Pink Floyd star Roger Waters sentenced for ‘Nazi costume’ at Berlin concert | UK News

German police have opened an investigation into Pink Floyd co-founder Roger Waters after he fired a fake machine gun while wearing a Nazi-inspired uniform at a concert in Berlin.

British bassist and singer was filmed wearing a long black coat and a red armband – with crossed hammers instead of swastikas – as he pretended to fire the fake gun during a skit between songs.

Germany has strict rules against the use of Nazi imagery – punishable by up to three years in prison – although its laws allow exceptions for artistic or educational reasons.

Video clips and photos from the show, at the German capital’s Mercedes-Benz Arena on May 17, sparked outrage.

Another image from the concert shows the name of Holocaust victim Anne Frank in large letters in the background.

Critics include the Israeli Foreign Ministry. He wrote on Twitter: “Hello everyone except Roger Waters who spent the evening in Berlin (Yes Berlin) desecrating the memory of Anne Frank and the six million Jews murdered in the Holocaust.”

The US campaign group StopAntisemitism also accused Waters of “disparaging” Frank’s murder.

He added: “Good news! The Berlin police have launched a criminal investigation.”

Berlin Police Chief Inspector Martin Halweg confirmed to Sky News that officers had “launched a criminal investigation into the case over suspicions of inciting the public”.

He added: “The context of the stage wear worn is likely to condone, glorify or justify the Nazi dictatorship and arbitrary rule in a way that violates the dignity of the victims and thereby disturbs the public peace.

“All inculpatory and exculpatory evidence will be collected for the preliminary investigation and will be used in the proceedings.”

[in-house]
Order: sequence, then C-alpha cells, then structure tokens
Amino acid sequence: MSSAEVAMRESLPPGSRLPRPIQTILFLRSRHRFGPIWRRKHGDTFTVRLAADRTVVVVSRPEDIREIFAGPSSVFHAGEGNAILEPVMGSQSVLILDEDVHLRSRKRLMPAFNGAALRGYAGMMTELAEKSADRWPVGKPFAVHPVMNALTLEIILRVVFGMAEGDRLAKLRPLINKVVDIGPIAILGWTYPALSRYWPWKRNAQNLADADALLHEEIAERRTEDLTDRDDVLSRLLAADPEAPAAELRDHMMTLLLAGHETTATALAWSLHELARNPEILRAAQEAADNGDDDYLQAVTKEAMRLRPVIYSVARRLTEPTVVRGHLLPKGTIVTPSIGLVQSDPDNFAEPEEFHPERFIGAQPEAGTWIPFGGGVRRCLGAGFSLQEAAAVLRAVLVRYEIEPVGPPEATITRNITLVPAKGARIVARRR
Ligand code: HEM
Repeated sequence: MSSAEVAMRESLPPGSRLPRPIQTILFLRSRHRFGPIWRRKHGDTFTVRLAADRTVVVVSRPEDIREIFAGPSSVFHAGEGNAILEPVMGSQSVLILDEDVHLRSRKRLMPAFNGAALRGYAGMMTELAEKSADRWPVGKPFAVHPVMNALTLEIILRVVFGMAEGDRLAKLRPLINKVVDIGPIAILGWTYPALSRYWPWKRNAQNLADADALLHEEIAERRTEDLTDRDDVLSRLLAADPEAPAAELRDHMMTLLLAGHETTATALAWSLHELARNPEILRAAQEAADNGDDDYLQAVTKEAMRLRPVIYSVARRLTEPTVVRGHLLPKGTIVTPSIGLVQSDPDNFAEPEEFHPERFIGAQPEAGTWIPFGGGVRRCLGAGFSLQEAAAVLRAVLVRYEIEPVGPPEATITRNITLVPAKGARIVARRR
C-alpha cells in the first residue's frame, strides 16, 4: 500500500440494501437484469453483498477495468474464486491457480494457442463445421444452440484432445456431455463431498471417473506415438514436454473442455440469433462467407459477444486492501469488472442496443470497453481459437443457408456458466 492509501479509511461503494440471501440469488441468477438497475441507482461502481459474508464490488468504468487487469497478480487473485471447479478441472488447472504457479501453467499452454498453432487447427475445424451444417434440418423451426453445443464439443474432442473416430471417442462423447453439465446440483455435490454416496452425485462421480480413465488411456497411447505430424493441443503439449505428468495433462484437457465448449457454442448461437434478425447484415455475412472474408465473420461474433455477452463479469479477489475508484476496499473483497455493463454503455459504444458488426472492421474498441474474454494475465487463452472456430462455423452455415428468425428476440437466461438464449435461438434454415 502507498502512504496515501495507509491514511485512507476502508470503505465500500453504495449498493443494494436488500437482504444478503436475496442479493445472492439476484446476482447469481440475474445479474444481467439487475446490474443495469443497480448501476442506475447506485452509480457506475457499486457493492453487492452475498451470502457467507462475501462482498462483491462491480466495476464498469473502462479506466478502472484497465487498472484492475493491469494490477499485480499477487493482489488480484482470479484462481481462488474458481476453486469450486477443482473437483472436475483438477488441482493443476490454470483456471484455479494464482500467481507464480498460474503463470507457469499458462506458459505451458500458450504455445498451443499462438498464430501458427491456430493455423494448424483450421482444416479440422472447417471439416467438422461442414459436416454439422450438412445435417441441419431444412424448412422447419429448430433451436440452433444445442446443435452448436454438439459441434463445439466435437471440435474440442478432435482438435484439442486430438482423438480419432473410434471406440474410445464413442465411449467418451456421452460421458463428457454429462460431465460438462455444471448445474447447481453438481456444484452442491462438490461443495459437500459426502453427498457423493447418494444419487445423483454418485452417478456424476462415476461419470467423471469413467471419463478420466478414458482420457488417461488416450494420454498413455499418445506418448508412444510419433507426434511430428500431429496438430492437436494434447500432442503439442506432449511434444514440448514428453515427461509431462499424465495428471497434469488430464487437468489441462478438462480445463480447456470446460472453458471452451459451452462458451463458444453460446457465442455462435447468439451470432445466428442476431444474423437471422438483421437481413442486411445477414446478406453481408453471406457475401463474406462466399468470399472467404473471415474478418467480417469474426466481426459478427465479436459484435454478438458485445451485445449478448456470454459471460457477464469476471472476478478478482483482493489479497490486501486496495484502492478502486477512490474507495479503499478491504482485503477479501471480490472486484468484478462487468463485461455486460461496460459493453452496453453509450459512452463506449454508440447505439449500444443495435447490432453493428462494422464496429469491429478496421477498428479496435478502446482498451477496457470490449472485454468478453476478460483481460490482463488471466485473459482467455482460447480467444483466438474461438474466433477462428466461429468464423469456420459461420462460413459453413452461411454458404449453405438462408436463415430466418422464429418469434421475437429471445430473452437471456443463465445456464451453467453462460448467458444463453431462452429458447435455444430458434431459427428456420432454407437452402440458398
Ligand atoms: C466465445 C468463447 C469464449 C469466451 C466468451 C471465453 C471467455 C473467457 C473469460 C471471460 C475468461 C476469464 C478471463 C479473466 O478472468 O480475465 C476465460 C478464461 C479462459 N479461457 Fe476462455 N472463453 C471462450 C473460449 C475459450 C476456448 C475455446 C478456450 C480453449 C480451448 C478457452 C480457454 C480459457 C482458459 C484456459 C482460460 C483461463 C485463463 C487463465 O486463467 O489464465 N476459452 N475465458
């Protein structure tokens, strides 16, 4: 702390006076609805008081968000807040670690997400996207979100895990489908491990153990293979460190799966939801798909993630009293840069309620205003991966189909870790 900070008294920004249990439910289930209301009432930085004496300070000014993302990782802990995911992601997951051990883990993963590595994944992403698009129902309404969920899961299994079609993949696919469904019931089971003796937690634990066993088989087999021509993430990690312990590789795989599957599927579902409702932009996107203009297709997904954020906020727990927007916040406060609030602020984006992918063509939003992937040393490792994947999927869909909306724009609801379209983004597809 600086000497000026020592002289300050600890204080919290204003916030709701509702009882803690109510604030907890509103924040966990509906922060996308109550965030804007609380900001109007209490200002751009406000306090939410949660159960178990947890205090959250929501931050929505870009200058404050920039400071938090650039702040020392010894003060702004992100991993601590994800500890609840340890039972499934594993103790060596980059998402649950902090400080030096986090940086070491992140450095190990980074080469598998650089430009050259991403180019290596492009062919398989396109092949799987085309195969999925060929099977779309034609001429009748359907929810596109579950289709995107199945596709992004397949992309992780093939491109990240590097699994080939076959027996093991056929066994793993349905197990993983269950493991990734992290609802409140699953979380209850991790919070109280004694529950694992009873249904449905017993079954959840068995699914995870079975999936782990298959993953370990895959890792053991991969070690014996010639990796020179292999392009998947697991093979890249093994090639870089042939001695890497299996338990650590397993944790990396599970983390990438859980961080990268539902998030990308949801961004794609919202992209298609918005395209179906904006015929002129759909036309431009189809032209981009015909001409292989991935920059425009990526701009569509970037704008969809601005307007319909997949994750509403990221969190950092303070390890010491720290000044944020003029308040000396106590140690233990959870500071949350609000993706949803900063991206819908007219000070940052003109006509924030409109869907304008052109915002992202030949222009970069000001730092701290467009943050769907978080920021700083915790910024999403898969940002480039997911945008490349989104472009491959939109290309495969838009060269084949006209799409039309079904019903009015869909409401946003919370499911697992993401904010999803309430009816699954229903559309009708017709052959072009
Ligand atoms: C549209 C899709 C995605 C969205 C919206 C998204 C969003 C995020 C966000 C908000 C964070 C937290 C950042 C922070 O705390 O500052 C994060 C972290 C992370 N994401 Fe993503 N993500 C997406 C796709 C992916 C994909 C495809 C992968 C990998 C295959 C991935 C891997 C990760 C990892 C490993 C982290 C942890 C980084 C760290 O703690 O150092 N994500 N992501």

Prosecutors will review all possible charges once police complete their investigations.

“It’s a parody”

But the singer’s fans said his performance was a recreation of a scene in pink floydThe 1982 film The Wall, based on the hit album of the same name.

The film features a character, played by singer Bob Geldof, who imagines himself to be a fascist dictator who uses crossed hammers as his symbol.

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Waters also defended his longstanding use of such images and said they are meant to criticize groups such as the Nazis and show how “it is very easy for populist politics to turn into fascism.”

Earlier this month, ahead of the gig, he told the Katie Halper Show podcast: “It’s darling theatre. The idea that no one can ever dress in a Nazi uniform f****** , to do anything, in a theater or a movie, is ridiculous, obviously… it’s a parody.”

He added, “I think anti-Semitism is abhorrent and racist and I condemn it unreservedly.”

It comes after Waters won a legal battle with officials in Frankfurt, who tried to cancel his planned concert in the city this Sunday, May 28.

Frankfurt city council and the state government of Hesse banned the show in an effort to “Leading by example against anti-Semitism“.

The ban was overturned following a legal appeal by Waters.

The solo star also canceled two shows scheduled in Poland last year, reportedly over his views on the war in ukraine.


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